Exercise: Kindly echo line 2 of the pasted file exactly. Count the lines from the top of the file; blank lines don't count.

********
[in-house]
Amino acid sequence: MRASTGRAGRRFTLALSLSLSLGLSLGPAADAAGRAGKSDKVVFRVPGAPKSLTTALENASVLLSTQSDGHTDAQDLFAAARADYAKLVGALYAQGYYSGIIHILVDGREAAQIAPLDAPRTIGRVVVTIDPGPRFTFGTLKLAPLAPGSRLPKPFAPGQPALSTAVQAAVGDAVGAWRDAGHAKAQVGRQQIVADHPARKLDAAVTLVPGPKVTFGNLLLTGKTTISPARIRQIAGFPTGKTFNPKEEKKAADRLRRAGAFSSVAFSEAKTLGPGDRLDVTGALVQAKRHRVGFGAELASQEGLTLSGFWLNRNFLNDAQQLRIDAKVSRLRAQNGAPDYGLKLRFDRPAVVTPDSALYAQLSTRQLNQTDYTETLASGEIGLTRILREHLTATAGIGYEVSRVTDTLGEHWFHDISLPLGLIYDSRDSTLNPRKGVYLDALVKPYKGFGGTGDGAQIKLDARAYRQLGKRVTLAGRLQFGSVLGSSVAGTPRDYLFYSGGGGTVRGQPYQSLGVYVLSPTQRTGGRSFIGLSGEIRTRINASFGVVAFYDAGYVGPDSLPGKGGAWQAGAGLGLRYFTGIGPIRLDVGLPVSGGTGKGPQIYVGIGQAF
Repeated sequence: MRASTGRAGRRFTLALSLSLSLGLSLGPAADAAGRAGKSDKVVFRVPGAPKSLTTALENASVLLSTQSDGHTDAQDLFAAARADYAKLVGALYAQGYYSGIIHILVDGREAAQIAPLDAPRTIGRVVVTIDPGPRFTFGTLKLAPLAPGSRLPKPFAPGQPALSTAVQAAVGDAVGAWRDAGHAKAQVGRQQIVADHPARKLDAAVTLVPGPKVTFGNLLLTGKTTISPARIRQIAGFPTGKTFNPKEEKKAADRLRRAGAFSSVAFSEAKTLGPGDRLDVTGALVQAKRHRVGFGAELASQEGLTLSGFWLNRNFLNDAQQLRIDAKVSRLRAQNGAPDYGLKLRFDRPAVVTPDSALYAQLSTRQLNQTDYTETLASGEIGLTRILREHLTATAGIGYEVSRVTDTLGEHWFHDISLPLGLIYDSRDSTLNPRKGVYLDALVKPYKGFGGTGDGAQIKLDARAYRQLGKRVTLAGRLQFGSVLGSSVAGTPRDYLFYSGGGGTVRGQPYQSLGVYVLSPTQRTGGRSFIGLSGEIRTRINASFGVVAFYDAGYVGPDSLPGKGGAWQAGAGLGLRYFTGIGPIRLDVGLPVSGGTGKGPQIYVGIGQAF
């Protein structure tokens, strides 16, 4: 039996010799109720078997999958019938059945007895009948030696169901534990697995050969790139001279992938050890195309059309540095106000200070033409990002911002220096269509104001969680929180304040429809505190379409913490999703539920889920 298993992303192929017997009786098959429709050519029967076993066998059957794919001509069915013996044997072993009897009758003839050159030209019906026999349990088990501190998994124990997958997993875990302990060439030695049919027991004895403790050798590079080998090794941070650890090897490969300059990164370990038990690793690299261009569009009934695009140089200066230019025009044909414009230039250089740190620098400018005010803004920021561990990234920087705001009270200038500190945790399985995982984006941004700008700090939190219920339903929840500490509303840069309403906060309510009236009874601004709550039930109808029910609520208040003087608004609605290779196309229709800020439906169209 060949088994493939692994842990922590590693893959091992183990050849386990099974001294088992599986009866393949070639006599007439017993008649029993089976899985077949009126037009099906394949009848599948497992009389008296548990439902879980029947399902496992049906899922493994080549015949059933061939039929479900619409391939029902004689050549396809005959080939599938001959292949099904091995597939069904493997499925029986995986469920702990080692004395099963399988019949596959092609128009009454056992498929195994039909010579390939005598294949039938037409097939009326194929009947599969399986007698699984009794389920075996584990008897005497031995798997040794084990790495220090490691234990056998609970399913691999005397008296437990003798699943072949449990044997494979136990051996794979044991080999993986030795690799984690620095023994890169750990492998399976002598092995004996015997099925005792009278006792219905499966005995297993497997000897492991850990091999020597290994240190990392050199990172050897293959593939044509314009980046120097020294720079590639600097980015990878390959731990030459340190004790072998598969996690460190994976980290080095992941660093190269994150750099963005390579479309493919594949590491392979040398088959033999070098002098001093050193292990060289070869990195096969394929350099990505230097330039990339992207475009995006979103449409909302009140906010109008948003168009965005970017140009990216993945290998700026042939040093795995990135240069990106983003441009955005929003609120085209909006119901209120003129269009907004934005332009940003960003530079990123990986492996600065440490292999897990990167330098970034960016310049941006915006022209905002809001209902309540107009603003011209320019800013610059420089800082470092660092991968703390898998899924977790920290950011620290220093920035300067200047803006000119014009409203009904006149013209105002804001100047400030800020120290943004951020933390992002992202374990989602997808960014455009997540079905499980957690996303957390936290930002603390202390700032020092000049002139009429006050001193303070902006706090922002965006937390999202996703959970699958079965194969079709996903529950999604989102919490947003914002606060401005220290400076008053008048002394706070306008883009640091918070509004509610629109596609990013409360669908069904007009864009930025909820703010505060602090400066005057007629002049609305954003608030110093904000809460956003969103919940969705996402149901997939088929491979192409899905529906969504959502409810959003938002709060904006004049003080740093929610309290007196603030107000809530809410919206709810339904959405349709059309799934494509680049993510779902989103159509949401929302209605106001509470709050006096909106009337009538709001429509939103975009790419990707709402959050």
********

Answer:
Amino acid sequence: MRASTGRAGRRFTLALSLSLSLGLSLGPAADAAGRAGKSDKVVFRVPGAPKSLTTALENASVLLSTQSDGHTDAQDLFAAARADYAKLVGALYAQGYYSGIIHILVDGREAAQIAPLDAPRTIGRVVVTIDPGPRFTFGTLKLAPLAPGSRLPKPFAPGQPALSTAVQAAVGDAVGAWRDAGHAKAQVGRQQIVADHPARKLDAAVTLVPGPKVTFGNLLLTGKTTISPARIRQIAGFPTGKTFNPKEEKKAADRLRRAGAFSSVAFSEAKTLGPGDRLDVTGALVQAKRHRVGFGAELASQEGLTLSGFWLNRNFLNDAQQLRIDAKVSRLRAQNGAPDYGLKLRFDRPAVVTPDSALYAQLSTRQLNQTDYTETLASGEIGLTRILREHLTATAGIGYEVSRVTDTLGEHWFHDISLPLGLIYDSRDSTLNPRKGVYLDALVKPYKGFGGTGDGAQIKLDARAYRQLGKRVTLAGRLQFGSVLGSSVAGTPRDYLFYSGGGGTVRGQPYQSLGVYVLSPTQRTGGRSFIGLSGEIRTRINASFGVVAFYDAGYVGPDSLPGKGGAWQAGAGLGLRYFTGIGPIRLDVGLPVSGGTGKGPQIYVGIGQAF